Indian High Commissioner to Pakistan Ajay Bisaria arrived here on Saturday for consultations with senior officials and leadership over the Pulwama terror attack, sources said.
The Indian envoy has been called for consultations at a time when the government is looking at options for giving a befitting reply to Pakistan over the dastardly terror attack in Pulwama which claimed the lives of 40 CRPF personnel.
In the wake of the attack, the Centre on Friday announced its decision to withdraw the Most Favoured Nation (MFN) status granted unilaterally to Pakistan while asserting that there is "incontrovertible evidence" about Islamabad's involvement in the gruesome terror attack.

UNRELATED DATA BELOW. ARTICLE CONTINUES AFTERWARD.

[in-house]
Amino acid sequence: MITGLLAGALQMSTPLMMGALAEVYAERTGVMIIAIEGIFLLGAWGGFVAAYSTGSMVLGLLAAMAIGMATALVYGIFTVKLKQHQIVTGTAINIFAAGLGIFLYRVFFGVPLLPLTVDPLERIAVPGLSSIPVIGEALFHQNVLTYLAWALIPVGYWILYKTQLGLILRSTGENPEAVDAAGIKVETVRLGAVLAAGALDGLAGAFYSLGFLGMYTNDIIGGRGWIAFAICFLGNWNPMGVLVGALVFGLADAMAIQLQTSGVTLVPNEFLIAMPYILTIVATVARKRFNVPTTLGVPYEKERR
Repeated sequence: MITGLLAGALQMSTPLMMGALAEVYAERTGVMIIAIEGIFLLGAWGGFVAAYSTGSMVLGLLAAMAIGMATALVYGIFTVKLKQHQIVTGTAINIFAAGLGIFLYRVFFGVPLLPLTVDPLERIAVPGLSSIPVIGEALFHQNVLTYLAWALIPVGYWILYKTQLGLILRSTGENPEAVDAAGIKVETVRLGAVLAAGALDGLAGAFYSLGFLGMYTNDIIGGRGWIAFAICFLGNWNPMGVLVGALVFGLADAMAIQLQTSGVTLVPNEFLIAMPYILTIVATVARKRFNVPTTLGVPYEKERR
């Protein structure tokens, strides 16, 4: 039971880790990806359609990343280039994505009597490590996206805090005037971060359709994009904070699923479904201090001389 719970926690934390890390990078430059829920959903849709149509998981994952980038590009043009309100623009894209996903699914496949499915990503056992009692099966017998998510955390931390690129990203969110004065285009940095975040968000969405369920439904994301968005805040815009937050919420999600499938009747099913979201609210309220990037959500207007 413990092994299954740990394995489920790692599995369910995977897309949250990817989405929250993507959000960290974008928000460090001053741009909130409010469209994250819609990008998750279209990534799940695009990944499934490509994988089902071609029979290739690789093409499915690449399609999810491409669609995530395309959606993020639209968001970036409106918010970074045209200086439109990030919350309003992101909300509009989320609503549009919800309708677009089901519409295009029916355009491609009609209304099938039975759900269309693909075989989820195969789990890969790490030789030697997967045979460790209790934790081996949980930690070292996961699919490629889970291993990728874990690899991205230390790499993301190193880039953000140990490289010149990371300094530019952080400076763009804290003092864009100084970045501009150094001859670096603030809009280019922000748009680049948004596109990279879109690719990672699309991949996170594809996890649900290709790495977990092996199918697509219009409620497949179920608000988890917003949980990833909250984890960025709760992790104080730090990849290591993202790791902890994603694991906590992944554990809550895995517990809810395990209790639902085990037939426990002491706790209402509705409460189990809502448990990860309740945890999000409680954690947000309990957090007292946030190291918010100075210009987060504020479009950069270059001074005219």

"Most Favoured Nation status to Pakistan stands withdrawn," said Finance Minister Arun Jaitley after a meeting of the Cabinet Committee on Security (CCS) on Friday.
India will also make all possible efforts to ensure "complete isolation" of Pakistan in the international community and work for early adoption of the long-pending Comprehensive Convention on International Terrorism (CCIT), which is pending before the United Nations, he added.
India had granted MFN status to Pakistan in 1996, a year after the formation of the World Trade Organisation (WTO), but Pakistan never accorded the same status to India.
Under the international trade rules, MFN is a treatment accorded to a trade partner to ensure non-discriminatory trade between two countries.
A CRPF convoy, while moving from Jammu to Srinagar, was attacked by a suicide bomber in Lethpora area on the national highway at around 3.15 pm on Thursday.
Pakistan-based terror outfit Jaish-e-Mohammad (JeM) claimed responsibility for the attack.